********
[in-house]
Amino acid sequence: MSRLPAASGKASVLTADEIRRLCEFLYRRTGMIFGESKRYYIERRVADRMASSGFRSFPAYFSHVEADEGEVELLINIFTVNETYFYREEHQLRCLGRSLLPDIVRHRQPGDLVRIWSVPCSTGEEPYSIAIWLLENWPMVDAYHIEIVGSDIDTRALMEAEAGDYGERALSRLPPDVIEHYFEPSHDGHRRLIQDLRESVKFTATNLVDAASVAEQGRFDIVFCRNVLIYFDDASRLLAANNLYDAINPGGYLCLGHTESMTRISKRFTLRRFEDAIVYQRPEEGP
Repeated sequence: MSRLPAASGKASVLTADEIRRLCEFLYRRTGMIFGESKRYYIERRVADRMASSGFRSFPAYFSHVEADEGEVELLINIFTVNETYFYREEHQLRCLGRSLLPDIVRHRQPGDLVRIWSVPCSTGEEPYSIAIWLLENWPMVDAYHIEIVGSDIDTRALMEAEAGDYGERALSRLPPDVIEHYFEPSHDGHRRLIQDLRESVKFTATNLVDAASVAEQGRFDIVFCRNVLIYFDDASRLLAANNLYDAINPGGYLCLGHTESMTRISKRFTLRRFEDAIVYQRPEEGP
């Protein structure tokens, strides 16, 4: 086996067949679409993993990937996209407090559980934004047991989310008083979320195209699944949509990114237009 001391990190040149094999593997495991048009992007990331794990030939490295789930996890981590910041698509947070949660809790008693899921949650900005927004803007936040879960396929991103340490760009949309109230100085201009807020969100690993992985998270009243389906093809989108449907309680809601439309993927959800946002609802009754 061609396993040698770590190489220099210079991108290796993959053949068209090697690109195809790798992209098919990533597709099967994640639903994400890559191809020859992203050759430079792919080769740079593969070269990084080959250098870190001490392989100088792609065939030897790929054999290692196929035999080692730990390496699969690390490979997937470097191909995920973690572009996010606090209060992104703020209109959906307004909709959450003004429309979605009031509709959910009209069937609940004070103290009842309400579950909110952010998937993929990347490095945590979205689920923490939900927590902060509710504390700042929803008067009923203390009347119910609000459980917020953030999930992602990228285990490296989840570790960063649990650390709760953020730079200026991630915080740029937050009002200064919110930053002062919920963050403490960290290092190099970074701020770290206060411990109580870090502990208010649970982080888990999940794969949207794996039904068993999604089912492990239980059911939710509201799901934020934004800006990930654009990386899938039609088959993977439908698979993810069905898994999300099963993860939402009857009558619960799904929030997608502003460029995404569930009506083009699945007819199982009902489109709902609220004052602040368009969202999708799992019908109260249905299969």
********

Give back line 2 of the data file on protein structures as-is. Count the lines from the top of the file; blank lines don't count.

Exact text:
Amino acid sequence: MSRLPAASGKASVLTADEIRRLCEFLYRRTGMIFGESKRYYIERRVADRMASSGFRSFPAYFSHVEADEGEVELLINIFTVNETYFYREEHQLRCLGRSLLPDIVRHRQPGDLVRIWSVPCSTGEEPYSIAIWLLENWPMVDAYHIEIVGSDIDTRALMEAEAGDYGERALSRLPPDVIEHYFEPSHDGHRRLIQDLRESVKFTATNLVDAASVAEQGRFDIVFCRNVLIYFDDASRLLAANNLYDAINPGGYLCLGHTESMTRISKRFTLRRFEDAIVYQRPEEGP